KNOW YOUR SITE
Site conditions play an important role in determining the type of house plan used when building a new home, and ultimately the total costs. Conditions such as topography, vegetation, climate, privacy and views all impact both the floor plan layout and structural levels of the proposed residence. Not paying attention to these features can significantly increase the overall construction budget or, at the very least, result in missed opportunities.
Questions You Should Ask Yourself:
- What is the site's microclimate; is wind a factor to consider, or sun, temperature, humidity, rain, or snow?
- What is the topography of the site; is the property flat, sloped, or steeply graded?
- Is passive or active solar gain possible and/or desired?
- Are there views to be taken advantage of, by which rooms?
- Does the slope of the property lend itself to a walk-out lower level basement?
- Does the land provide a good high point for the garage on the main level?
- What will the orientation of the rooms be, will it be best to flip the house plan?
Every site has a microclimate (sun orientation, temperature, wind) which can affect the design and placement of the house. For example, taking advantage of good southern exposure by using more glass in those sun exposed rooms will enable passive solar gain during colder months. Energy savings can also be realized by orienting the house for maximum natural cooling benefits from prevailing summer breezes.
Two factors which can impact the location for a main level garage are topography and sun direction. Ideally a garage should sit on the higher, most level portion of the site. However you also might want to consider situating the garage on the north end to act as a buffer against cold weather and avoid blocking the south sunlight. The effect of sunlight on the living areas in a home is profound and placing the rooms most used during daylight hours in line with the suns pattern is of paramount importance.
Another consideration is that houses don't have to be parallel to the street. Rotating the orientation a bit can create either more yard space or an interesting arrangement for the driveway approach and landscape design giving the home a more majestic appearance. This can be especially useful in de-emphasizing the view of front loaded garage doors by pivoting the house so that the doors are further from the street. This technique will also allow for a curved driveway with landscape shrubs situated in such a way as to shield the direct view of the doors and afford more privacy.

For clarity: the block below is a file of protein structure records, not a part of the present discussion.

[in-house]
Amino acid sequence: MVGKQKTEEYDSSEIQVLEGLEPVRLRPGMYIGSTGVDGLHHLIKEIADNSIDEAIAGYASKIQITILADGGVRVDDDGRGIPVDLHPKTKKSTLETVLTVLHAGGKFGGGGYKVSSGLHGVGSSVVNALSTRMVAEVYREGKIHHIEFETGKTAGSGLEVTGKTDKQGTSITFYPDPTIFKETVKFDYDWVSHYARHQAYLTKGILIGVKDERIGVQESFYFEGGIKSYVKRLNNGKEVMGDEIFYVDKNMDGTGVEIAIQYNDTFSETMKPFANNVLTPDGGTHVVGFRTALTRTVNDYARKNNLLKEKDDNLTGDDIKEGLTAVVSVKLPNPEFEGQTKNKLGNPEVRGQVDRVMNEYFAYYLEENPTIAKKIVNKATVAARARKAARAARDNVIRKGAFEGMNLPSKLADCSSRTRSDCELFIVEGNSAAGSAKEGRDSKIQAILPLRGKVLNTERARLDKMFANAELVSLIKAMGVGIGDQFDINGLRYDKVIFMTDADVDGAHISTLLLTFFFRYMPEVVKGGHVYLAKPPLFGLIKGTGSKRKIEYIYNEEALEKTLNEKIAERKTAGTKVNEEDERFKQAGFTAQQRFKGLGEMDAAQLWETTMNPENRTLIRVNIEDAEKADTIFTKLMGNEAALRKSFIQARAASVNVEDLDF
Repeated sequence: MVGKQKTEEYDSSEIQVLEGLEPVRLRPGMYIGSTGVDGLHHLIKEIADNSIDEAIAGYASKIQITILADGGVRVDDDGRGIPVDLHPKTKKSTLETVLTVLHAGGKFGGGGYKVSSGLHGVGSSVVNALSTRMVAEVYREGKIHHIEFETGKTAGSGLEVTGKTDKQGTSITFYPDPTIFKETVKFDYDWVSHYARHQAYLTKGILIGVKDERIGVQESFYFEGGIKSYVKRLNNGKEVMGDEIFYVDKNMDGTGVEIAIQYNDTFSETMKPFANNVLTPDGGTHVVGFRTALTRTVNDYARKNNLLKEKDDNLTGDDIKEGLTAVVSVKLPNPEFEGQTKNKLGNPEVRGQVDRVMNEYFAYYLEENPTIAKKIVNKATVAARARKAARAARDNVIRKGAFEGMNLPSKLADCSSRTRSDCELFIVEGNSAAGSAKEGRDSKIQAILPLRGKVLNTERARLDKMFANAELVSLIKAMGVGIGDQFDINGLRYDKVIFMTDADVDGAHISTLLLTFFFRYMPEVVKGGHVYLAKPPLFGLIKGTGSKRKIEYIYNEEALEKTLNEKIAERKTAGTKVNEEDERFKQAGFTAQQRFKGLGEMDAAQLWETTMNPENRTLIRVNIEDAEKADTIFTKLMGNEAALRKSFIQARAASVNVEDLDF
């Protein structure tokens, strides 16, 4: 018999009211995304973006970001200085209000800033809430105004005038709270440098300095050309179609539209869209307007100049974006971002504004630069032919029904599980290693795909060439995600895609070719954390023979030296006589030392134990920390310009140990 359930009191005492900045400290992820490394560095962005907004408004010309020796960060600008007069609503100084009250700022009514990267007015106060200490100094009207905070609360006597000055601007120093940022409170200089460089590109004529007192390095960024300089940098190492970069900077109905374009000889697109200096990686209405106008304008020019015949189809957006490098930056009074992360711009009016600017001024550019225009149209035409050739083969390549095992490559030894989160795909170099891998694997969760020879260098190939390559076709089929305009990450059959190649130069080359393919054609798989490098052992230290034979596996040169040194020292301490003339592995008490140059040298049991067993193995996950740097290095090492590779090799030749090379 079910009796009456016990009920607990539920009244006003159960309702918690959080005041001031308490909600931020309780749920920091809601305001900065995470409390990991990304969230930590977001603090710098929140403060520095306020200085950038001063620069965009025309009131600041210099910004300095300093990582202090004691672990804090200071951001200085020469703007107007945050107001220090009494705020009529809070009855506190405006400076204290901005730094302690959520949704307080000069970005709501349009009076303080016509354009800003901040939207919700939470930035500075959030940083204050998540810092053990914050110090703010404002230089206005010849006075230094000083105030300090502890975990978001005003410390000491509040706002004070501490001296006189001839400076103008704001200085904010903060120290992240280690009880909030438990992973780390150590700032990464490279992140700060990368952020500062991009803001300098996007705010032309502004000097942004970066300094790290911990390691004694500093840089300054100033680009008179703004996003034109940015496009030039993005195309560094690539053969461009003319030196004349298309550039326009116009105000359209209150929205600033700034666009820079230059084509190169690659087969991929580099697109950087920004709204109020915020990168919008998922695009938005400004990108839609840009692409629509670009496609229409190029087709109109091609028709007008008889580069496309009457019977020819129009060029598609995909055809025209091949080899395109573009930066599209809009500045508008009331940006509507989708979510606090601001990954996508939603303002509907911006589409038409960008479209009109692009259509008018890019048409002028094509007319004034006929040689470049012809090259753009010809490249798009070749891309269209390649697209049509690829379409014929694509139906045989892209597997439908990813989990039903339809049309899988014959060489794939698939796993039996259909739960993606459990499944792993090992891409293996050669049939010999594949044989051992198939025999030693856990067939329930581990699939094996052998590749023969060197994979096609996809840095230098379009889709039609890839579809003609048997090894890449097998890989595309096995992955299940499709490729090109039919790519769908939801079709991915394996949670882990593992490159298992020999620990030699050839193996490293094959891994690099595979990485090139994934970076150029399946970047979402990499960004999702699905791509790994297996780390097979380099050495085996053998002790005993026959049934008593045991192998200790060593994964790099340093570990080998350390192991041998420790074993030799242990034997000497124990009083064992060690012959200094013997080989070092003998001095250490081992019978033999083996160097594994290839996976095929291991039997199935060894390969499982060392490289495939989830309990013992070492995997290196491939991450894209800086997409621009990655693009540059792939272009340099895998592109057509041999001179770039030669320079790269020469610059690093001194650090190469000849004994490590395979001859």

DON'T FIGHT THE SITE
We once had clients with a steeply sloped property, dropping off from front to back. They envisioned a two story house with the first floor at ground level and the second floor above. That alone would not have been a problem; however, they also wanted to be able to access the back yard directly onto a ground level patio. They thought they could just fill in the huge sloping backyard with dirt trucked in from elsewhere and build up the grade level to match the front yard.
Unfortunately, dirt isn't dirt-cheap, especially when it needs to be hauled in on trucks and backfilled with heavy (expensive to operate) equipment. Such an undertaking would have also required the need for expensive retaining walls. We suggested instead, a 2-Story-down style floor plan, utilizing the lower level as habitable walk-out space.
This configuration not only saved money on otherwise enormous site preparation costs, but also allowed the use of pre-engineered roof trusses eliminating costly labor intensive roof construction normally associated with second floor roof configurations. This was a win-win situation. The access outdoors from the living room was from a screened porch and deck (which was the upper level seen from the back of the house). The patio they envisioned was now off the lower level family room used frequently by visiting guests and family members.
A steeply sloped lot can transform what would normally have been the basement or crawl space on a flat site into attractive, usable living space within the same foundation footprint and, thereby reduce construction costs by as much as 1/3rd. With standard wood walls, plenty of windows and access out to the yard on the sloped side this wonderful living space will not feel at all like a basement.
Thus, in order to remain within your construction budget, before you choose your house plans make a list of the features inherent in your property. Building a house that takes into account those conditions, minimizing the bad ones and enhancing the good ones can be beneficial to a healthy, happy and affordable new home.